My friends are always asking me to share my best techniques for getting children to behave, to cooperate and to help around the house in an agreeable manner.
For a long time, I imagined this was an area of parenting in which I was considered an authority. I was happy to share my tips.
If I had nickel for every time someone asked me to explain the coffee can system I could fill a coffee can with nickels.
But slowly I came to realize that these requests always seemed to come at cocktail parties or other social gatherings. No one ever asked me for advice over the telephone.
I was a source of entertainment, not expertise. I was doing stand-up and I didn’t even know it.
So go ahead and laugh at my coffee cans, my little slips of paper, my constantly evolving systems of points, check marks and gold stars, the privileges bestowed and revoked, the statements of principles taped to the refrigerator, entire justice systems erected and scrapped over a period of days.
But when you are finished laughing, ask yourself this: Was the Magna Carta written in a day?
Because I am not dealing with ordinary children here.
I have a 12-year-old who could talk a second-year law student out of his position, whose recall of precedents would get him past the bar exam in most states and who can spot the loopholes in new household legislation before the glue is dry on the coffee can.
Here is an example.
A few years ago, exhibiting the kind of parenting creativity that will eventually earn me a patent – and then who will be laughing? - I came up with a New, Improved System for Ending the Epidemic of Constant Bickering, Sibling Spats and All Around Lack of Cooperation in our household.
It went like this:
New Improved Parenting System for Ending Epidemics of Constant Bickering, Sibling Spats and All Around Lack of Cooperation
One empty coffee can
One pad of multicolored Post-It notes.
(Buttons, coins or other tokens can be substituted)
Paper to label coffee can
List of chores or good behaviors that can be used to earn points
List of privileges or treats that can be earned by performing chores or exhibiting good behaviors
Independent, outside auditor (recommended)
1. Adopt an accounting system that reflects the relationship (in points, stars or tokens) between behaviors or chores you wish to be exhibited/accomplished and various treats and/or privileges to be used as incentives.
2. Adopt a separate accounting system that reflects a subtraction of credit for failure to exhibit certain behaviors or complete assigned chores.
3. Keep track of good behaviors exhibited/chores accomplished by dropping a token or post-it note into the can whenever necessary.
4. Keep track of failure to exhibit certain behavior or complete assigned chores by withdrawing points, tokens or stars from coffee can.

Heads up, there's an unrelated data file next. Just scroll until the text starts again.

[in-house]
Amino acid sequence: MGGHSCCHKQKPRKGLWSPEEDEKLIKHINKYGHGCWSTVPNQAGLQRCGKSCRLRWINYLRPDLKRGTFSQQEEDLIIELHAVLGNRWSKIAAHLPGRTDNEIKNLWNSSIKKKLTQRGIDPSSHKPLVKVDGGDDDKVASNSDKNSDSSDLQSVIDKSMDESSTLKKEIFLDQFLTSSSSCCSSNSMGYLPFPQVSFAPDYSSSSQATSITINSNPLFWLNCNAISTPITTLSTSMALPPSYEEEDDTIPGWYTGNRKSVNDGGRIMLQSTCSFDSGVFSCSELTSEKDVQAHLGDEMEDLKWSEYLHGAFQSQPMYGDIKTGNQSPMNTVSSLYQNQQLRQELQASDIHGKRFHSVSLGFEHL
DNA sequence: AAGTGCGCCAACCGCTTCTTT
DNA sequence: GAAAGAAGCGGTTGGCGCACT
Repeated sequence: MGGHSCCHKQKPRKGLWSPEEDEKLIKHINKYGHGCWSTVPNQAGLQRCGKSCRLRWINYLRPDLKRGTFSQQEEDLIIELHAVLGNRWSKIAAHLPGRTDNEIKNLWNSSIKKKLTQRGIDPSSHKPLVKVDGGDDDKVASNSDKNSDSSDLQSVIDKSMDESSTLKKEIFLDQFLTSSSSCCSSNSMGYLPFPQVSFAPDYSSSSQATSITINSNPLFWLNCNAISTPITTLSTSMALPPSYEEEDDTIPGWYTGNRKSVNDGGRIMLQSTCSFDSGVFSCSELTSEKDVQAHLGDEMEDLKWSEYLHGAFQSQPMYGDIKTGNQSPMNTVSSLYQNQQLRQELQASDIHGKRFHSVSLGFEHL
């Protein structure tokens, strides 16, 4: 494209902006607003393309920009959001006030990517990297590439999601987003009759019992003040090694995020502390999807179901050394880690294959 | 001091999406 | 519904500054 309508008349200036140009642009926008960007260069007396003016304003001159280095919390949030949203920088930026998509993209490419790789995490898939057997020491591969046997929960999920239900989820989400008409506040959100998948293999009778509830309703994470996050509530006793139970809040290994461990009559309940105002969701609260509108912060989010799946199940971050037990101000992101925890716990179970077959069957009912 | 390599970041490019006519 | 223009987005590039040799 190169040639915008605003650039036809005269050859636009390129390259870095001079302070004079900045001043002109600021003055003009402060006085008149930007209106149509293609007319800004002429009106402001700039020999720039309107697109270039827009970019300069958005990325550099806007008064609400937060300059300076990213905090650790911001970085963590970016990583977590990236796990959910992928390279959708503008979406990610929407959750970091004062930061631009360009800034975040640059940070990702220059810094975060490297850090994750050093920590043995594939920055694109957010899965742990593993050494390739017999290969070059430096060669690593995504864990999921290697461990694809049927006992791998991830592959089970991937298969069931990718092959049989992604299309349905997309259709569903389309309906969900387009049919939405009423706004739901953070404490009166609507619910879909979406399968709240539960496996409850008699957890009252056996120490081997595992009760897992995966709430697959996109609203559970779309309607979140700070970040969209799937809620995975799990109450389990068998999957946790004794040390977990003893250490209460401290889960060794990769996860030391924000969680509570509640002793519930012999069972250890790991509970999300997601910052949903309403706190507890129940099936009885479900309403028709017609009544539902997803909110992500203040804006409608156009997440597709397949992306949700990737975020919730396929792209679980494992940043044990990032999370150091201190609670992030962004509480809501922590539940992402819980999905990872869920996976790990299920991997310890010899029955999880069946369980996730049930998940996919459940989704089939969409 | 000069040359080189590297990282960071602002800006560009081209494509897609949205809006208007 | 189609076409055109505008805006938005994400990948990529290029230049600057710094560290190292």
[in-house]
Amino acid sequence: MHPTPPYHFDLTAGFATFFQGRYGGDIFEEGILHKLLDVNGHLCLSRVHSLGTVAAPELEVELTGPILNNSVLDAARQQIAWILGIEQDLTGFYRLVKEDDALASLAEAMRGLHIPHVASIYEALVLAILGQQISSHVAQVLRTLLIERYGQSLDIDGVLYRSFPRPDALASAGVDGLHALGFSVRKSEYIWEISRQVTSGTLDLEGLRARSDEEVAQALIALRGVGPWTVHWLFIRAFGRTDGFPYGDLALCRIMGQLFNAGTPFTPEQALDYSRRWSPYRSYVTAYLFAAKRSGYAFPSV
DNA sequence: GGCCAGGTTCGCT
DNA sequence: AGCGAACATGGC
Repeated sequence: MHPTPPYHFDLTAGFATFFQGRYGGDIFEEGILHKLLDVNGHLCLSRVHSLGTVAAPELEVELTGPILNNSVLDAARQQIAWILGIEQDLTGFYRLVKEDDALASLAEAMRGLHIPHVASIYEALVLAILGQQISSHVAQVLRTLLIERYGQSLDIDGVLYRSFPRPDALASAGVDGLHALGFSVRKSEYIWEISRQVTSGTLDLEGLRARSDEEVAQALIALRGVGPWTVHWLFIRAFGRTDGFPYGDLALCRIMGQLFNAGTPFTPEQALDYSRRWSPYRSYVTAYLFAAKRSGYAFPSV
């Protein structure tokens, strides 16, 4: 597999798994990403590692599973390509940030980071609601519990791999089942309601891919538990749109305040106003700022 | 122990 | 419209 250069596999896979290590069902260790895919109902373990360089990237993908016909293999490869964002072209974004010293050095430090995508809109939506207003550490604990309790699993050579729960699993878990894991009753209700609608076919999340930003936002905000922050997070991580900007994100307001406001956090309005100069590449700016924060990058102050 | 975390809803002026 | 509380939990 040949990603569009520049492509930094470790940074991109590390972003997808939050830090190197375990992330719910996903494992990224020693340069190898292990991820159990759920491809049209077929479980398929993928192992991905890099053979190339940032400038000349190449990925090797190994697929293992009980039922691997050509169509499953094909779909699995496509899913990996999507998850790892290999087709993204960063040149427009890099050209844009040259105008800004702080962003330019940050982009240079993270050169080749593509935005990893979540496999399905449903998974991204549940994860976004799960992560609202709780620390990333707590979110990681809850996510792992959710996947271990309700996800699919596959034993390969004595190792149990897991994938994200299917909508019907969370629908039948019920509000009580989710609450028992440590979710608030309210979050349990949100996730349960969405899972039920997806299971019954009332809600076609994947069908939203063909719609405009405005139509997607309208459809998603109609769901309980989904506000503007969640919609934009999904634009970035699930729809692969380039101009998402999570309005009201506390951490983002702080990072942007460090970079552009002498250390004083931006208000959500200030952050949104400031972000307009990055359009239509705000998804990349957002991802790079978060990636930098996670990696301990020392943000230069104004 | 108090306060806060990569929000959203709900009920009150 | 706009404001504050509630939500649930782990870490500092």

5. Allow child to redeem points by choosing from list of treats/privileges.
I feel certain that this is a system that could work eventually, despite the setbacks we experienced.
It started out fine. My One Cooperative Child (a.k.a. “the suck-up”) was ready to give it a go.
Then Boy, Esq. started in.
Boy, Esq.: I have a question.
Boy, Esq.: Does “trip to bookstore” mean we get to buy a book? Any book? Does it have to be a book?
We settled upon a reasonable system for determining what kind of purchases could be made during a book store reward trip and 45 minutes later, we were ready to restart.
Boy Esq: When do we get to go to the bookstore? Whenever we want? Because what would be the point if we had to wait until you wanted to go to the bookstore? We get to do that already.
A lengthy discussion followed wherein we settled this issue and numerous others. Could points be borrowed or traded? What if one child had enough for a trip to the bookstore but the other didn’t and couldn’t be left behind? Also, would the accounting system use negative numbers?
But what really killed the system was my failure to develop a corresponding system of appeals.
Boy, Esq. hit upon this after a discussion of whether or not credit could be earned or subtracted for chores or behaviors not explicitly enumerated on the can.
As the creator and arbiter of the system, I felt that I should be free to consider other behaviors.
As many a freshman legislator has learned the hard way, there is no way to anticipate every possible circumstance when you are drafting new laws.
Boy Esq. was willing to stipulate to this, but was troubled by the system’s lack of appellate procedure. Could protests be lodged?
In a flash of brilliance, I decided to include “arguing about the system” as a two-point offense.
This was a critical improvement, despite the obvious equal protection implications.
But by the end of the first day in conference committee, we had developed more amendments than would fit on the outside of the can. So we decided to scrap the can and go to the notebook system.
The notebook was plagued by “self-accounting” and some outright forgery. At the moment, I cannot say exactly where it is.
Thank you. You’ve been a wonderful audience. I will be here all week.
photo: Was the Magna Carta written in a day?
© 2007 P.M. Dunnigan/Suburban Kamikaze
WOW. Boy Esq. has struck terror in my heart. Is this my future?
Posted by: Her Bad Mother | May 01, 2007 at 08:37 AM
My advice would be to crack down now on anything resembling debate skills...
Posted by: Suburban Kamikaze | May 01, 2007 at 10:20 AM
I Love you girls
Posted by: LeOgAhEr | June 01, 2007 at 12:26 PM